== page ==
Innovation takes up a lot of my time, and whilst successfully bring a new product to market is a huge task, challenging as it does all sorts of personal, organisational and financial barriers, it can nevertheless be broken down into a few, simple two dimensional components.
- Needs that are unmet, Vs needs that are unrealised. Around us, there are unmet needs everywhere, and a better mousetrap can be successful. Unrealised needs are a different beast, as users do not know what they do not know, and it is only after they have seen a solution that they realise there is a need. Again, there are examples all around us products that were launched not as a competitor to an existing product, but to a need we had not articulated. Traditional market research works well identifying unmet needs, but is ineffective at identifying unrealised needs. In that case you need a tonally different set of skills, all too rare.
- Technology driven Vs Customer driven. Customers are constantly looking for ways to solve their problems more effectively, cheaply, and quickly, seeking as they do competitive advantage through the deployment of their limited resources. Getting close to customers in this endeavour is a core part of my marketing philosophy. Technology driven innovation by contrast is almost a solution seeking a problem, to unrealised need. Digital technology over the last 15 years has unleashed a huge wave of technology driven innovation, all seeking a place to be leveraged. The classic here, in view, is Jeff Han’s amazing 2006 TED talk, where he demonstrated what we would now call a touch screen, before anyone had thought of the numerous applications now so commonplace, we do not notice them.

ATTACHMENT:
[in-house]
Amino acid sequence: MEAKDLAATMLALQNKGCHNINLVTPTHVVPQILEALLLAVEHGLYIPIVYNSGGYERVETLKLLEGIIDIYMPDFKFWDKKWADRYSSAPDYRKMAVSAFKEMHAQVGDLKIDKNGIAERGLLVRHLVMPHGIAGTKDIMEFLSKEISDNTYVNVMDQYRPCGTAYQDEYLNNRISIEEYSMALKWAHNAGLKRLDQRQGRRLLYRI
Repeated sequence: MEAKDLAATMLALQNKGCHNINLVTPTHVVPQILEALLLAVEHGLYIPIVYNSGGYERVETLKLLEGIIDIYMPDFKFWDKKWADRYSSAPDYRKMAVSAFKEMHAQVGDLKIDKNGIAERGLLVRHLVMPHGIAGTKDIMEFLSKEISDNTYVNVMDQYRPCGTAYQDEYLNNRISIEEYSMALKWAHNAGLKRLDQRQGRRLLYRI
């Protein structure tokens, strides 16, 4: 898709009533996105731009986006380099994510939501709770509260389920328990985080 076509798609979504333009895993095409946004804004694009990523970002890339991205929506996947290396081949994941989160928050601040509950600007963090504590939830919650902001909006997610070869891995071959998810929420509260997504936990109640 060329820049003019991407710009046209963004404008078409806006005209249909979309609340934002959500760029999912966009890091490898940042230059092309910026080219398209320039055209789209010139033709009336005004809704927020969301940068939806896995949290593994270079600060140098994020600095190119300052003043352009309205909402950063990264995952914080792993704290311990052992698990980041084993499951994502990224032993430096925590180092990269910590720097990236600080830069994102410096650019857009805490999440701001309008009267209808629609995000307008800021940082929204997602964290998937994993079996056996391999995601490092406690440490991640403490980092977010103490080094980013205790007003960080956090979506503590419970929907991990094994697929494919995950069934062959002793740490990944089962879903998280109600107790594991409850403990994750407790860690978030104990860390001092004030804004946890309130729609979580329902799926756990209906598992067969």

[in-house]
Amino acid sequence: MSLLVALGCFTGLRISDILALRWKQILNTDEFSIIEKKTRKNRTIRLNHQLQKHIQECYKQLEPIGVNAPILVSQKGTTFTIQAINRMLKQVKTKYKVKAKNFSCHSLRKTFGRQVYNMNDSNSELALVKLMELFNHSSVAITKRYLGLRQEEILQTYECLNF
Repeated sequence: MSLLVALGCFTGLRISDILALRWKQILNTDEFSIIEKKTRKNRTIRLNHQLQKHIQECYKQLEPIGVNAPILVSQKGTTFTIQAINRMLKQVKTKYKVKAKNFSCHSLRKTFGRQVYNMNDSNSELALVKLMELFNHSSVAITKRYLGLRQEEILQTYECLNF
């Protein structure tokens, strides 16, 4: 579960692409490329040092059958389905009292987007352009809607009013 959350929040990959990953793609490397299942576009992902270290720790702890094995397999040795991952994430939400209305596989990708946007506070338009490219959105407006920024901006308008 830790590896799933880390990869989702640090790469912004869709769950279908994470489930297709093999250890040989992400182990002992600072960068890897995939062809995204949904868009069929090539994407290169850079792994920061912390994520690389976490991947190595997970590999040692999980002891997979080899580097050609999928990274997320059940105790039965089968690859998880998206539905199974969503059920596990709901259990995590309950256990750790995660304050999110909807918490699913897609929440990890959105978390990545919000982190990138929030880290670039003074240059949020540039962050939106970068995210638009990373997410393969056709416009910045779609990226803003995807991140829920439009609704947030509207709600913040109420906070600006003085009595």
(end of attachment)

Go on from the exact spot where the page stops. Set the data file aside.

In my view, the key organisational challenge is to have all the components of these two simple axes in the room at the same time. Customers articulating problems, technologists articulating the developments relevant to the conversation, from whichever domain they arise, intelligent, curious marketers, and a failure tolerant, ambiguity accepting, long term thinking management culture.